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The Sun Does Not Dance on Africa

The Sundance Institute's African initiative means well, but a little enlightenment about our cultures would be nice.

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The Sundance Institute recently embarked upon a five-year commitment toward "developing" East African theatre, in the hopes of doing what they have achieved with American Indie Film. I was among those invited to participate in the initial East African workshops, held last spring.

The program, according to Sundance, seeks to expand the scope of American theatre and simultaneously foster "the growth of the East African theatre artist and field through international exposure and exchange."

As a Uganda-based arts worker, I was mildly optimistic because of Robert Redford's involvement. I had come to like all things Redford after seeing The Hot Rock, a 1972 film about African diplomats in the United States who hire a team of bungling burglars to retrieve a diamond that belonged to their country. The portrayal of the Africans was appealing. Years later, his brilliantly directed, low-key film, The Milagro Beanfield War, sensitively touched on the contemporary Native-American experience.

Despite the positive Redford vibe, I was very reluctant to get involved in the East African Sundance Institute. From my time as the director of the Uganda National Cultural Centre (and National Theatre), I had become wary of the procession, from somewhere in the white, Judeo-Christian universe, of experts coming to see how to "develop" our arts scene.

Influential outsiders tend to impose a kind of "sameness" that leads Ugandan artists to pursue four types of approaches—all of them trite. There's "parade art" (basically, writing and performing for the powerful and exalted). Others specialize in "airport art" (primarily doing it for the tourist trade). Yet others have resorted to pandering to every perceived whim of moneyed audiences in a desperate (and increasingly faltering) attempt to hold their attention and loyalty. Another set of artists started off deadly serious (people were killed or nearly killed for making it) and have remained so. Such is life. "Nothing tastes the same to all tongues," goes one Ganda proverb.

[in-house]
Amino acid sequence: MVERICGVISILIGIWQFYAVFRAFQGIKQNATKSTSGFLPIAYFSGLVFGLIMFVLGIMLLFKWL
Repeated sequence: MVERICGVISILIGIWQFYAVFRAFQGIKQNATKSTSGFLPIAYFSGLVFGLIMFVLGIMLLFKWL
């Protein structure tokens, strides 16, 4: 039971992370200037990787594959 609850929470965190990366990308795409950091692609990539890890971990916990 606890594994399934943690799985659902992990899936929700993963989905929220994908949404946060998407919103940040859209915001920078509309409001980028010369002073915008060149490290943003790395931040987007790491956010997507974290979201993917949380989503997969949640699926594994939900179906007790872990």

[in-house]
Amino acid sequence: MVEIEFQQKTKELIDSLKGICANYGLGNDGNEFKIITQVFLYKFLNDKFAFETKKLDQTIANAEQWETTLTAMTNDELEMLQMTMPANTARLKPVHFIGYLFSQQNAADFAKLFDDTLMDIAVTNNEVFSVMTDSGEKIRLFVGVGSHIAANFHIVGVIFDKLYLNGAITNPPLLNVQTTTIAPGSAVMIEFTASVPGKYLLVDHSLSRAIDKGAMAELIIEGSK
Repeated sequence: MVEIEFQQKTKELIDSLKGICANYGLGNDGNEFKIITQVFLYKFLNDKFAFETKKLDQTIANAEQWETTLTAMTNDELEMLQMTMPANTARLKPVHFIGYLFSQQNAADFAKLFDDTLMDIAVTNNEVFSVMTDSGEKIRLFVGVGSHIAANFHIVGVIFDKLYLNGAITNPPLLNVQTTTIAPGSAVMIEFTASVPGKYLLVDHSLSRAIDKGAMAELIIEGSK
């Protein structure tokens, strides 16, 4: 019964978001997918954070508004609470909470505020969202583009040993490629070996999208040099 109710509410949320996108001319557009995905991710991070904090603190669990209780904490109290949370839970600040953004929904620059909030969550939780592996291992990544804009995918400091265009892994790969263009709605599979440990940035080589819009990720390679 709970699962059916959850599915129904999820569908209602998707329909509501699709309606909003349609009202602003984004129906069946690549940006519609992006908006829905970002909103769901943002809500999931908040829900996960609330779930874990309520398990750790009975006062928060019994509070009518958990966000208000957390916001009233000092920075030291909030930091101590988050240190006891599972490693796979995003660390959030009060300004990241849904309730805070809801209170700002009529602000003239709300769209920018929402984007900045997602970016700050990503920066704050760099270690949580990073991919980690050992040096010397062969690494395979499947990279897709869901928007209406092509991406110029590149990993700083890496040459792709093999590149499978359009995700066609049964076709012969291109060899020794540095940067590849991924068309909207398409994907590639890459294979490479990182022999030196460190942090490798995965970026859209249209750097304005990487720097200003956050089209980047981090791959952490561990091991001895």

Then there is the patronizing attitude toward us. Several years ago, I was approached by a well-known, private American organization that asked me to write an extensive analytical report for them—for free. Their rules prevented them from giving money to public bodies like mine. Nevertheless, I felt that we should be compensated in some form and suggested that they donate just one laptop computer to the National Cultural Centre. This surprised the (white) program officer who asked: "What do you need a laptop computer for?"

My parents had a highly refined strain of sarcasm that infected all of their offspring. So, I replied that it would take an object exactly the thickness of a closed laptop computer to fit the gap under the shorter leg of my office desk to stop it from rocking.

We stopped dealing with each other after that.

The idea of discussing Uganda's theatre challenges with yet another set of non-Africans was uninspiring. But Sundance, with their wonderful track record (in film at least) promised to be different. Great aspirations. Nice people.

So why did I sneak out on the Sundance meetings, never to return, early on the morning of the second day, weighed down with the same weary feeling I have had so many times before?